In this conversation, Painter explains why there appears to be little if any interest from the Department of Justice in prosecuting Donald Trump. This is partly because its leadership under Attorney General Merrick Garland is afraid of setting such a precedent, but more importantly, the DOJ is now institutionally committed to the idea that there are few limits on presidential power.

Painter also discusses the absurdity of the Department of Justice under Biden choosing to defend Donald Trump in court against the many lawsuits that are being brought against him, including those concerning his role in inciting the Jan. 6 Capitol attack and larger coup attempt. 

Painter also warns that this refusal to investigate and prosecute the Trump regime, which will only empower future presidents to commit crimes without consequence, could lead to the collapse of American democracy and its descent into authoritarian rule — not altogether different from the fate of Ancient Rome.

This conversation has been edited, as usual, for clarity and length.Advertisement:

Given all their public crimes and other misdeeds, more of which are emerging every day, why are Donald Trump and his inner circle not in jail?

I am not sure that prosecutors want to go after Donald Trump and his cohorts. We will have to see what happens in New York. But at this point in time, it has been pretty obvious that the U.S. Department of Justice, if anything, is going to be defending Trump in a number of civil lawsuits. These include the Lafayette Park case, and the Freedom of Information Act requests from CREW [Citizens for Responsibility and Ethics in Washington] over the DOJ memo about whether they could indict Donald Trump back in 2019 [at the time of the Mueller report].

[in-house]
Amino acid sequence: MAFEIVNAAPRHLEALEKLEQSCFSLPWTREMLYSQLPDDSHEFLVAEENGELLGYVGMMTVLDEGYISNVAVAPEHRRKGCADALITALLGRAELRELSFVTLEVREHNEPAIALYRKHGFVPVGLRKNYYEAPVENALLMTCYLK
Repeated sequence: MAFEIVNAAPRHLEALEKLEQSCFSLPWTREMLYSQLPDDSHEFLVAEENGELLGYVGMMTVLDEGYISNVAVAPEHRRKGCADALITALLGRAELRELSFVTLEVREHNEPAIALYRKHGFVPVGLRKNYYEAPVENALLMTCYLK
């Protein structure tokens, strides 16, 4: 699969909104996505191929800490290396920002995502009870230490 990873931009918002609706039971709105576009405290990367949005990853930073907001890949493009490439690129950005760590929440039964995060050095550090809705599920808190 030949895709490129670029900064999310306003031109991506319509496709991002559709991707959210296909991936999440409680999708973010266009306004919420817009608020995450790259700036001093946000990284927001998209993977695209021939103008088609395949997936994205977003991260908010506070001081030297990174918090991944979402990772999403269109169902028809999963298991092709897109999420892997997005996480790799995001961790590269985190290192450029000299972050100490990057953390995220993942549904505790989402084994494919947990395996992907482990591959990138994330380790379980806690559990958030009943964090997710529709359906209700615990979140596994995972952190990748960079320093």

The DOJ will not disclose that memo. CREW has sued, and guess what? The Biden Department of Justice is defending the executive privilege of the Trump administration with respect to that memo. They do not want to release it. Biden’s Department of Justice also restrained former White House counsel Don McGahn about what he could say when testifying before Congress, even though he had been subpoenaed by the House of Representatives.Advertisement:

The Department of Justice once again is asserting attorney-client privilege and executive privilege over some of the communications between Trump and McGahn. There is now a rumor that the Department of Justice might actually defend Donald Trump with respect to his conduct on Jan. 6 and during the insurrection, in the private litigation against him.

I believe that the Department of Justice should indict former President Trump for obstruction of justice, as laid out in the second part of the Mueller report. He should also perhaps be indicted for inciting the insurrection and riot on Jan. 6, among other criminal offenses. But the Department of Justice is going in the opposite direction. Biden’s DOJ wants to defend Donald Trump and the idea of presidential power and presidential prerogatives. I think that’s most unfortunate. There is a great deal of timidity and apprehension about going after a former president.